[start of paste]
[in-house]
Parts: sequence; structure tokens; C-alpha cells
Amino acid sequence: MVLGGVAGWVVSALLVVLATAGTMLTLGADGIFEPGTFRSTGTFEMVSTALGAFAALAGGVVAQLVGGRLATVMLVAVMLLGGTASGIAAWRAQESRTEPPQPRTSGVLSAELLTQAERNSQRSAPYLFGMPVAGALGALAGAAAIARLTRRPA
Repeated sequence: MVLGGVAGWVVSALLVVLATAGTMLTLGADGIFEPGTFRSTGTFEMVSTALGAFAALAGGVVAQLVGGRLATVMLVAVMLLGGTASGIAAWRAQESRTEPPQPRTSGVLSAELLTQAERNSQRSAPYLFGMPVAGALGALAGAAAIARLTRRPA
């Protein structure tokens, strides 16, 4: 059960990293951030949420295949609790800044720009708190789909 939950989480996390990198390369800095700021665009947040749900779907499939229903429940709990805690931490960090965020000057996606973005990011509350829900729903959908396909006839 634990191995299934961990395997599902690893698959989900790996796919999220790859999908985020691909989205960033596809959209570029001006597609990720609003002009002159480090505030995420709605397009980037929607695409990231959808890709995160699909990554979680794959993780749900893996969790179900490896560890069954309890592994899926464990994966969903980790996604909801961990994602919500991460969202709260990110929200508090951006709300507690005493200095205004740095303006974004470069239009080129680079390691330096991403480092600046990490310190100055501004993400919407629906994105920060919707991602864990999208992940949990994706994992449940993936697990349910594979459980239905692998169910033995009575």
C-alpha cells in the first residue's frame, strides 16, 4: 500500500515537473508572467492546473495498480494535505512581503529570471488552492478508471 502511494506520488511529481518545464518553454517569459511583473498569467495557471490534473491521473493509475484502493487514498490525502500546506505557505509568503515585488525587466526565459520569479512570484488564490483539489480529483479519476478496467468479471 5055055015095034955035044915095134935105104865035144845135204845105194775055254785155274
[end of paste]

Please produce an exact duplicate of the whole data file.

[in-house]
Parts: sequence; structure tokens; C-alpha cells
Amino acid sequence: MVLGGVAGWVVSALLVVLATAGTMLTLGADGIFEPGTFRSTGTFEMVSTALGAFAALAGGVVAQLVGGRLATVMLVAVMLLGGTASGIAAWRAQESRTEPPQPRTSGVLSAELLTQAERNSQRSAPYLFGMPVAGALGALAGAAAIARLTRRPA
Repeated sequence: MVLGGVAGWVVSALLVVLATAGTMLTLGADGIFEPGTFRSTGTFEMVSTALGAFAALAGGVVAQLVGGRLATVMLVAVMLLGGTASGIAAWRAQESRTEPPQPRTSGVLSAELLTQAERNSQRSAPYLFGMPVAGALGALAGAAAIARLTRRPA
């Protein structure tokens, strides 16, 4: 059960990293951030949420295949609790800044720009708190789909 939950989480996390990198390369800095700021665009947040749900779907499939229903429940709990805690931490960090965020000057996606973005990011509350829900729903959908396909006839 634990191995299934961990395997599902690893698959989900790996796919999220790859999908985020691909989205960033596809959209570029001006597609990720609003002009002159480090505030995420709605397009980037929607695409990231959808890709995160699909990554979680794959993780749900893996969790179900490896560890069954309890592994899926464990994966969903980790996604909801961990994602919500991460969202709260990110929200508090951006709300507690005493200095205004740095303006974004470069239009080129680079390691330096991403480092600046990490310190100055501004993400919407629906994105920060919707991602864990999208992940949990994706994992449940993936697990349910594979459980239905692998169910033995009575």
C-alpha cells in the first residue's frame, strides 16, 4: 500500500515537473508572467492546473495498480494535505512581503529570471488552492478508471 502511494506520488511529481518545464518553454517569459511583473498569467495557471490534473491521473493509475484502493487514498490525502500546506505557505509568503515585488525587466526565459520569479512570484488564490483539489480529483479519476478496467468479471 5055055015095034955035044915095134935105104865035144845135204845105194775055254785155274